WALLER-BRIDGE: And, you know, for women, it's this, yeah, transgressive act of, you know - of something naughty or in some cases something dirty, I think. You know, the - that women pleasuring herself was, like, a deeply selfish act, whereas a man having to do it was just, he had to get something off his chest or wherever else it comes from.
GROSS: We were talking about how your character kind of defined herself by her sexual desirability. But in Season 2, she decided to stop having sex, or at least to stop having so much of it. And she says sex didn't bring anything good. It's in fact brought some things that were very bad. But in the meantime, she desires a young, handsome, witty priest who's going to perform the wedding ceremony when her father remarries. And she desires him so much, even looks up celibacy on Google to see if there's any way around it (laughter). There isn't, but she's still going to try.
And I want to play a short scene in which she's visiting the priest, who's played by Andrew Scott. He recently gave her a Bible, which she's been reading. And so she's talking to him about it in this scene.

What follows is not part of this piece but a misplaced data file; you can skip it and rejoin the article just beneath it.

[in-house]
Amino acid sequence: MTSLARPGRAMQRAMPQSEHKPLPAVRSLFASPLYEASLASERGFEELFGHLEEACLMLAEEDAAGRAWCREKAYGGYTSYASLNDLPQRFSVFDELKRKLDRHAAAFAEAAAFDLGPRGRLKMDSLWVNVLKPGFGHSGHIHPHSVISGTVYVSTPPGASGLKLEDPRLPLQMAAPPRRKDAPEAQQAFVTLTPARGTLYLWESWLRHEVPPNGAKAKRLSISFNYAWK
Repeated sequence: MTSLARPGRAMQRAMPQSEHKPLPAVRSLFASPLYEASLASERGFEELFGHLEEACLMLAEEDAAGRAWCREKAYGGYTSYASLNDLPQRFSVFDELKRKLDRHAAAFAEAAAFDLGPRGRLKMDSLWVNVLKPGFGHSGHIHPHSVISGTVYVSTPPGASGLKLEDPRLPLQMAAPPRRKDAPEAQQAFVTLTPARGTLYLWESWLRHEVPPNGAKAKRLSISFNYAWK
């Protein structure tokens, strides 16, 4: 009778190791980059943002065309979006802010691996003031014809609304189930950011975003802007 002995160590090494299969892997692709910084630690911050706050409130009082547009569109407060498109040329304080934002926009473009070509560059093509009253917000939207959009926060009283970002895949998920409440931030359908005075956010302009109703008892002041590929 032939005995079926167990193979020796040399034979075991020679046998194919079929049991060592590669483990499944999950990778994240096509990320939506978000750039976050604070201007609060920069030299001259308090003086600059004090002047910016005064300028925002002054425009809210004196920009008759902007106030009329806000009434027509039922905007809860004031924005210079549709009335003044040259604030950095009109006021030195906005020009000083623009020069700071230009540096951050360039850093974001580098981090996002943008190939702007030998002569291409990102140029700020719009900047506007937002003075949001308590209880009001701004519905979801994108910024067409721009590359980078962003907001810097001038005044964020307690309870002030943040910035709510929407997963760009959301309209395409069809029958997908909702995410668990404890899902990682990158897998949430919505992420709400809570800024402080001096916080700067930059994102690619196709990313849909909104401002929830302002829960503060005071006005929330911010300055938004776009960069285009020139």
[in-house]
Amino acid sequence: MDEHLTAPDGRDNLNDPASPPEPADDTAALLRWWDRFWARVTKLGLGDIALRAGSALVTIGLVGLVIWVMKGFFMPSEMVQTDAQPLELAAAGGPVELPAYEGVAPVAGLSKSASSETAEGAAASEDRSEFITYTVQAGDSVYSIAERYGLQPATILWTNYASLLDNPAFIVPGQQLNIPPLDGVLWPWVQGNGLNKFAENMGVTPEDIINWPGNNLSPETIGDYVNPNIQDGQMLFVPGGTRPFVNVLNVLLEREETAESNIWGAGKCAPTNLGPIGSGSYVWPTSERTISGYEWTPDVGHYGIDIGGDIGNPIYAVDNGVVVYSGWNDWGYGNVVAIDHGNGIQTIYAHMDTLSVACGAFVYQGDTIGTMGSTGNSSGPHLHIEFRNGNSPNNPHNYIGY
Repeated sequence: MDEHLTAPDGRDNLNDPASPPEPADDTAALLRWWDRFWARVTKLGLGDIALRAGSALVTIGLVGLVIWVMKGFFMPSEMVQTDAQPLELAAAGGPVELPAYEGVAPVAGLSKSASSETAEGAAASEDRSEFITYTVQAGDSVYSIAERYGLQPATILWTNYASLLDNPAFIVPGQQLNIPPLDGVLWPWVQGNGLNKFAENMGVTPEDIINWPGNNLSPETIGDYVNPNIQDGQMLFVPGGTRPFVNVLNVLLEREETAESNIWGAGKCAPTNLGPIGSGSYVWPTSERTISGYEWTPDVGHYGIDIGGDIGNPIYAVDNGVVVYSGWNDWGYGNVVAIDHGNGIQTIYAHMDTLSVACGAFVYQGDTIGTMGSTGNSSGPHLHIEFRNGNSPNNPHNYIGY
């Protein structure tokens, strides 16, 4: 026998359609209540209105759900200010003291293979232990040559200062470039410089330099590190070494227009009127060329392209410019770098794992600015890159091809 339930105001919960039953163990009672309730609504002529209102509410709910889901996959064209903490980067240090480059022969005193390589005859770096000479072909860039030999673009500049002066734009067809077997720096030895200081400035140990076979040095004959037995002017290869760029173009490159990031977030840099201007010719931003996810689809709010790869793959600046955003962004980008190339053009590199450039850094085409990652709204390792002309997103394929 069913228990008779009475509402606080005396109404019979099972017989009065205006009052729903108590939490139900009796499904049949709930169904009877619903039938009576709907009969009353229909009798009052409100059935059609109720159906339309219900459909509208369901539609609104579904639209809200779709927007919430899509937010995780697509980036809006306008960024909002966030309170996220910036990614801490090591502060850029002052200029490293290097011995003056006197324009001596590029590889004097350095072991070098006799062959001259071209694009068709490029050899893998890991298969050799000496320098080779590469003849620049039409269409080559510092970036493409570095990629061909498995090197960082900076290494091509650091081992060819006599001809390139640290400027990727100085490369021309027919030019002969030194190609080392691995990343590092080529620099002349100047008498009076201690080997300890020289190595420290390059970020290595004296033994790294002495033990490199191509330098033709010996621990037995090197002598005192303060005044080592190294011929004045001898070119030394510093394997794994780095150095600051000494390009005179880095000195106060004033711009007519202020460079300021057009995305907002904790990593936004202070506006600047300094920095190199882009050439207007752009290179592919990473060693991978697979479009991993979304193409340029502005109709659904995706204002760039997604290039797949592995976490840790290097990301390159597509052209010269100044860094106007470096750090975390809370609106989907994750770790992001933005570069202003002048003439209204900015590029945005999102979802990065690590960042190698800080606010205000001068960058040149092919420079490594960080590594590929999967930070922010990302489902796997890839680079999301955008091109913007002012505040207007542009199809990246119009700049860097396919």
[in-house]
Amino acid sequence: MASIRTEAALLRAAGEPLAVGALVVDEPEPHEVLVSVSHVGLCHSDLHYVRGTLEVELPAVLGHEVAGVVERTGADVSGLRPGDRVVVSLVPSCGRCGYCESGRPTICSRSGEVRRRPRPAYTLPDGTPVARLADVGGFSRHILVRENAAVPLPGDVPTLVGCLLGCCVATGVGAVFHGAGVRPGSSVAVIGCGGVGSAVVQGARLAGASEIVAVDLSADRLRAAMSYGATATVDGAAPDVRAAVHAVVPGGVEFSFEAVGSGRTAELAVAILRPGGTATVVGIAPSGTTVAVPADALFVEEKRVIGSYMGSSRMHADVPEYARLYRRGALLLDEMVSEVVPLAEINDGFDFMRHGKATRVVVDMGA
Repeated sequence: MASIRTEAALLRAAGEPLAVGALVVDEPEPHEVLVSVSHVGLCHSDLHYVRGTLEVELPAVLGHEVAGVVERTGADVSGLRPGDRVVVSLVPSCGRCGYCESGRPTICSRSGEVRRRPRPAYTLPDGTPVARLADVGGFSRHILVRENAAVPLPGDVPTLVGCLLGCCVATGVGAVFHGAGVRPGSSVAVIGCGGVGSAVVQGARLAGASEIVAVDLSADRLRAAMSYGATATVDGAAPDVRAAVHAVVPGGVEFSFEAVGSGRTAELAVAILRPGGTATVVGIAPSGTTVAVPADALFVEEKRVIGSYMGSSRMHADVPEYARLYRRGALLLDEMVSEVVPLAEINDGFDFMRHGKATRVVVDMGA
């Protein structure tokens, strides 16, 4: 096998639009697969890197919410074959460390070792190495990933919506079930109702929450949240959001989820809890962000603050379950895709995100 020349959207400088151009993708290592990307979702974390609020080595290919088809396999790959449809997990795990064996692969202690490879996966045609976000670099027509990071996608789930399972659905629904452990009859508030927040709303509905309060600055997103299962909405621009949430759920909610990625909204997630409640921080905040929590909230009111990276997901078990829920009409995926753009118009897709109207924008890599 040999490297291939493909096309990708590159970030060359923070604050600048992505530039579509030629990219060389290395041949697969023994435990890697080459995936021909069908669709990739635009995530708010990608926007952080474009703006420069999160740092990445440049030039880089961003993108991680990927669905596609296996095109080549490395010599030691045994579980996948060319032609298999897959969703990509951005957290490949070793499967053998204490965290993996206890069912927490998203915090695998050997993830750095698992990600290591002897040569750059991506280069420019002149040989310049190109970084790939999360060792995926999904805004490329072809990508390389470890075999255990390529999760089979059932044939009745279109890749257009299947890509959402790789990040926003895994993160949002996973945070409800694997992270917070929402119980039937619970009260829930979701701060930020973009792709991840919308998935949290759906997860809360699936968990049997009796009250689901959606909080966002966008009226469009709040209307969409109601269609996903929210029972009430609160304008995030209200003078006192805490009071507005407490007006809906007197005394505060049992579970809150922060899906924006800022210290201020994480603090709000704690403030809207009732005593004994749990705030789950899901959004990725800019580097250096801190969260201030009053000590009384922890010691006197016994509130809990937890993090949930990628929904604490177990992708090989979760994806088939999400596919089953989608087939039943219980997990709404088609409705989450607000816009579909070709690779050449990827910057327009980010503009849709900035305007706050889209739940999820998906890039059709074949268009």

(SOUNDBITE OF TV SHOW, "FLEABAG")
WALLER-BRIDGE: (As Fleabag) So I read your book.
ANDREW SCOTT: (As priest) OK. Great.
WALLER-BRIDGE: (As Fleabag) Well, it's got some great twists.
SCOTT: (As priest) True.
WALLER-BRIDGE: (As Fleabag) But it just - I couldn't help but notice...
SCOTT: (As priest) Come on. Just spit it out.
WALLER-BRIDGE: (As Fleabag) ...Just one or two little inconsistencies.
SCOTT: (As priest) OK. Share.
WALLER-BRIDGE: (As Fleabag) So the world is made in seven days. And on the first day, light came. And then a few days later, the sun came.
SCOTT: (As priest) Yeah. That's ridiculous.
WALLER-BRIDGE: (As Fleabag) But you believe that.
SCOTT: (As priest) It's not fact. It's poetry. It's moral code. It's for interpretation to help us work out God's plan for us.
WALLER-BRIDGE: (As Fleabag) What's God's plan for you?
SCOTT: (As priest) I believe God meant for me to love people in a different way. I believe I'm supposed to love people as a father.
WALLER-BRIDGE: (As Fleabag) We can arrange that.
SCOTT: (As priest) A father of many.
WALLER-BRIDGE: (As Fleabag) I'll go up to three.
SCOTT: (As priest) It's not going to happen.
WALLER-BRIDGE: (As Fleabag) Two, then.
SCOTT: (As priest) OK. Two.
GROSS: So in putting the priest in this position, I'm sure you had to think about what goes through a priest's mind when they're dealing with celibacy. Say they desire somebody. So what did you have to do to write that character, the character of the priest?